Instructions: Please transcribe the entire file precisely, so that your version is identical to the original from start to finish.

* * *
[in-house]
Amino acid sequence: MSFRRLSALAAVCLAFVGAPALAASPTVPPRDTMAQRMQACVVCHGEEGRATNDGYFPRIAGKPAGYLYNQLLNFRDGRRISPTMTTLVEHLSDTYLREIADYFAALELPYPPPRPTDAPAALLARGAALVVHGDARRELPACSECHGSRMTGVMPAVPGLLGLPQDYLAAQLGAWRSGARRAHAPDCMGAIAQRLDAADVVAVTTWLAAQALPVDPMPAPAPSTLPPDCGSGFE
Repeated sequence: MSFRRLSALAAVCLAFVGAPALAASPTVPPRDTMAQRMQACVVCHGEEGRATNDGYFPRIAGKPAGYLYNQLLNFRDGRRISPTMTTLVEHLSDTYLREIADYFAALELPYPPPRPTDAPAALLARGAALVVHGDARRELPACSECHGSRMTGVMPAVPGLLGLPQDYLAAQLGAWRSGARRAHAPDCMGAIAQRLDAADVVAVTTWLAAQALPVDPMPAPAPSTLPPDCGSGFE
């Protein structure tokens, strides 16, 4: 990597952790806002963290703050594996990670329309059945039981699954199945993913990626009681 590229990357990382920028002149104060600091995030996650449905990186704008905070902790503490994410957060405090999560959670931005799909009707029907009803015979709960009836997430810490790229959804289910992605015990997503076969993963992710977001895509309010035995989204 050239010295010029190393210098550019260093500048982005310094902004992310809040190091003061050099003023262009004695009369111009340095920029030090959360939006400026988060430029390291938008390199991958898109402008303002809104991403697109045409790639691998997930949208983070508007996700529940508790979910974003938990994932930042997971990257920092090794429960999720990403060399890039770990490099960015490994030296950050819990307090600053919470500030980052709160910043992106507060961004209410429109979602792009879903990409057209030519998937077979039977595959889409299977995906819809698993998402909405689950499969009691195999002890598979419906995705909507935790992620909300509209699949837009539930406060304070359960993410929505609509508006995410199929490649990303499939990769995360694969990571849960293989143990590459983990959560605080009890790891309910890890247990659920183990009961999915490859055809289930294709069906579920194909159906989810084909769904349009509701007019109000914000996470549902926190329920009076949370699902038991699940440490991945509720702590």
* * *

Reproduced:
[in-house]
Amino acid sequence: MSFRRLSALAAVCLAFVGAPALAASPTVPPRDTMAQRMQACVVCHGEEGRATNDGYFPRIAGKPAGYLYNQLLNFRDGRRISPTMTTLVEHLSDTYLREIADYFAALELPYPPPRPTDAPAALLARGAALVVHGDARRELPACSECHGSRMTGVMPAVPGLLGLPQDYLAAQLGAWRSGARRAHAPDCMGAIAQRLDAADVVAVTTWLAAQALPVDPMPAPAPSTLPPDCGSGFE
Repeated sequence: MSFRRLSALAAVCLAFVGAPALAASPTVPPRDTMAQRMQACVVCHGEEGRATNDGYFPRIAGKPAGYLYNQLLNFRDGRRISPTMTTLVEHLSDTYLREIADYFAALELPYPPPRPTDAPAALLARGAALVVHGDARRELPACSECHGSRMTGVMPAVPGLLGLPQDYLAAQLGAWRSGARRAHAPDCMGAIAQRLDAADVVAVTTWLAAQALPVDPMPAPAPSTLPPDCGSGFE
């Protein structure tokens, strides 16, 4: 990597952790806002963290703050594996990670329309059945039981699954199945993913990626009681 590229990357990382920028002149104060600091995030996650449905990186704008905070902790503490994410957060405090999560959670931005799909009707029907009803015979709960009836997430810490790229959804289910992605015990997503076969993963992710977001895509309010035995989204 050239010295010029190393210098550019260093500048982005310094902004992310809040190091003061050099003023262009004695009369111009340095920029030090959360939006400026988060430029390291938008390199991958898109402008303002809104991403697109045409790639691998997930949208983070508007996700529940508790979910974003938990994932930042997971990257920092090794429960999720990403060399890039770990490099960015490994030296950050819990307090600053919470500030980052709160910043992106507060961004209410429109979602792009879903990409057209030519998937077979039977595959889409299977995906819809698993998402909405689950499969009691195999002890598979419906995705909507935790992620909300509209699949837009539930406060304070359960993410929505609509508006995410199929490649990303499939990769995360694969990571849960293989143990590459983990959560605080009890790891309910890890247990659920183990009961999915490859055809289930294709069906579920194909159906989810084909769904349009509701007019109000914000996470549902926190329920009076949370699902038991699940440490991945509720702590």